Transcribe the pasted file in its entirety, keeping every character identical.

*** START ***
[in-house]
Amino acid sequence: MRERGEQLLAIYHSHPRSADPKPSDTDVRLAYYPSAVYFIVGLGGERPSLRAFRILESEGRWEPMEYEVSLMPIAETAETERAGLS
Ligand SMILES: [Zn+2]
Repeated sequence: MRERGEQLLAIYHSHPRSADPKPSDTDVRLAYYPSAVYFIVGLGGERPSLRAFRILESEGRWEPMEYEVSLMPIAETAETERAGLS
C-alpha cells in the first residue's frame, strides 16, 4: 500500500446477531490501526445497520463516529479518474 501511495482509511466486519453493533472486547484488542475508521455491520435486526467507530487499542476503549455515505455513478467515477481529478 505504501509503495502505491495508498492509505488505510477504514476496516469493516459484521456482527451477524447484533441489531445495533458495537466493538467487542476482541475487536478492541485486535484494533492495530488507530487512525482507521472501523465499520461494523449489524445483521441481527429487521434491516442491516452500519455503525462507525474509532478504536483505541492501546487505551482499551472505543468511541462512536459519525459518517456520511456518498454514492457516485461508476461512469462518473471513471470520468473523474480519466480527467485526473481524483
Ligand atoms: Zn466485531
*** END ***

[in-house]
Amino acid sequence: MRERGEQLLAIYHSHPRSADPKPSDTDVRLAYYPSAVYFIVGLGGERPSLRAFRILESEGRWEPMEYEVSLMPIAETAETERAGLS
Ligand SMILES: [Zn+2]
Repeated sequence: MRERGEQLLAIYHSHPRSADPKPSDTDVRLAYYPSAVYFIVGLGGERPSLRAFRILESEGRWEPMEYEVSLMPIAETAETERAGLS
C-alpha cells in the first residue's frame, strides 16, 4: 500500500446477531490501526445497520463516529479518474 501511495482509511466486519453493533472486547484488542475508521455491520435486526467507530487499542476503549455515505455513478467515477481529478 505504501509503495502505491495508498492509505488505510477504514476496516469493516459484521456482527451477524447484533441489531445495533458495537466493538467487542476482541475487536478492541485486535484494533492495530488507530487512525482507521472501523465499520461494523449489524445483521441481527429487521434491516442491516452500519455503525462507525474509532478504536483505541492501546487505551482499551472505543468511541462512536459519525459518517456520511456518498454514492457516485461508476461512469462518473471513471470520468473523474480519466480527467485526473481524483
Ligand atoms: Zn466485531